The spectre of drought seems to have receded. At least that is what the media and government would like us to believe after the better-than-normal rainfall in September. But it is difficult to convince the poor, who have been enduring the longest spell of double-digit inflation since the 1980s. With last month’s consumer price indices suggesting an inflation rate in excess of 12% on a point-to-point basis, it was the 18th month since March 2008 that inflation had been at 10% or above. This may be a surprise if you still follow the Wholesale Price Index (WPI), which has been negative for some months now. Even in the WPI, foodgrain inflation is 13.8%, cereal inflation 12.6% and rice prices increased at 15.5%. Still, what the common man confronts is not inflation based on WPI, but that measured by consumer price indices.
The fact of the matter is that consumer price inflation has been high since March of last year. It remained around 10% during the whole of last year when food production was a record high with no signs of drought. Nor is there any international inflationary pressure that can be blamed for rising prices. While inflation around March 2008 was indeed affected by a surge in international commodity prices, it is also a fact that global prices have collapsed since then.
Moreover, with a ban on futures trading in rice, wheat, pulses and sugar, it is futile to blame the futures market for the inflationary spiral. Finally, with the economy growing slower than in the last four years, there is no reason to blame an increase in demand on grounds that the economy is heating up. If none of these are responsible for food price inflation, then what is?
The plain and simple answer is that it is the poor management of the food economy by the government. The spectre of drought in the last two months may have added to the misery of the poor, but the drought does not seem to be the reason for it. Not only is the evidence of high food price inflation during the whole of last year, despite record foodgrain production, a sufficient indicator of the government’s failure in managing the food economy, even the past record suggests that it is futile and escapist to blame drought for food price inflation. The last two severe droughts that the country faced were in 1987-88 and 2002-03. During both these years, not only was food price inflation less than 3-4%, even overall consumer price inflation remained low, insulating the poor from the impact of drought. However, this time, food price inflation was high even before signs of drought surfaced.
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The finance minister and the prime minister have repeatedly asserted that the country has enough food stocks. But this is one of the reasons why food prices are still high. While procurement last year was much higher than the buffer norms, food stocks continue to remain high because of the government’s inability to offload them or to undertake open market sales to ease supply constraints. Added to that is the speculative hoarding that has been allowed to go unchecked in the open market even though trading is banned in the futures market. It is obvious that the supply constraints are not a result of the drought, but entirely created by the government.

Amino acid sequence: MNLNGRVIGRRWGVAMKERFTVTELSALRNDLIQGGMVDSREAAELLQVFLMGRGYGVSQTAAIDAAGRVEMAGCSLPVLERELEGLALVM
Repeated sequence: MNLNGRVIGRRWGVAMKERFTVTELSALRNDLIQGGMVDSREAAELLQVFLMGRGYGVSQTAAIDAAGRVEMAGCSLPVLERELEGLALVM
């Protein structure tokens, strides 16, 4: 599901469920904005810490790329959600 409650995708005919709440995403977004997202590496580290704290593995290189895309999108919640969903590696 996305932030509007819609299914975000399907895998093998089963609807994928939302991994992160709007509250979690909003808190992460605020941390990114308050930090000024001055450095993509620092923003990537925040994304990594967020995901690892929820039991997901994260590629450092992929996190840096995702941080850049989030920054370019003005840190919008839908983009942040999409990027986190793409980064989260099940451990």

Three commodities have seen the sharpest increase in price. These are rice, pulses and sugar cane. Inflation in each of these commodities seems to be a creation of the government because of its lopsided policies. The decline in sugar cane production in 2007-08 to 28 million tonnes (mt) from 35 mt in 2006-07 was not because of the monsoon’s failure, but primarily because of the delayed prices paid to farmers. This happened for two years in succession and was largely responsible for the decline in sugar cane acreage. Added to that was the stagnant prices of sugar cane compared with rice and wheat, for which the minimum support price was increased by at least 60%. And, until 2007-08, India was a net exporter of sugar cane, shipping roughly 6 mt, though there were already indications that sugar cane acreage was declining and production would come down.
Similar is the case of pulses. Prices of pulses have remained high and continue to increase despite the fact that pulse acreage has increased and production will be higher than last year. If there is one crop which seems to be unaffected by the drought, it is pulses. Yet, prices of pulses seem to have increased the most in the run-up to the drought.
The story of rice is again a story of apathy, insensitivity and lack of management. The progressive procurement of rice so far has reached a level of 33 mt, 6 mt higher than last year. However, there has not been any increase in offtake. But the extra procurement has mopped up availability in the open market, creating an artificial scarcity. Not only are stocks much higher than the buffer norms, the continued stocking of rice has created a speculative market, pushing up prices. The spectre of drought only fanned speculation and hoarding.
That a large number of people are going hungry despite plentiful food lying in government warehouses is not only a travesty of governance, it is a cruel joke on the poor.
Himanshu is an assistant professor at Jawaharlal Nehru University and visiting fellow at Centre de Sciences Humaines, New Delhi. Farm Truths looks at issues in agriculture and runs on alternate Wednesdays.
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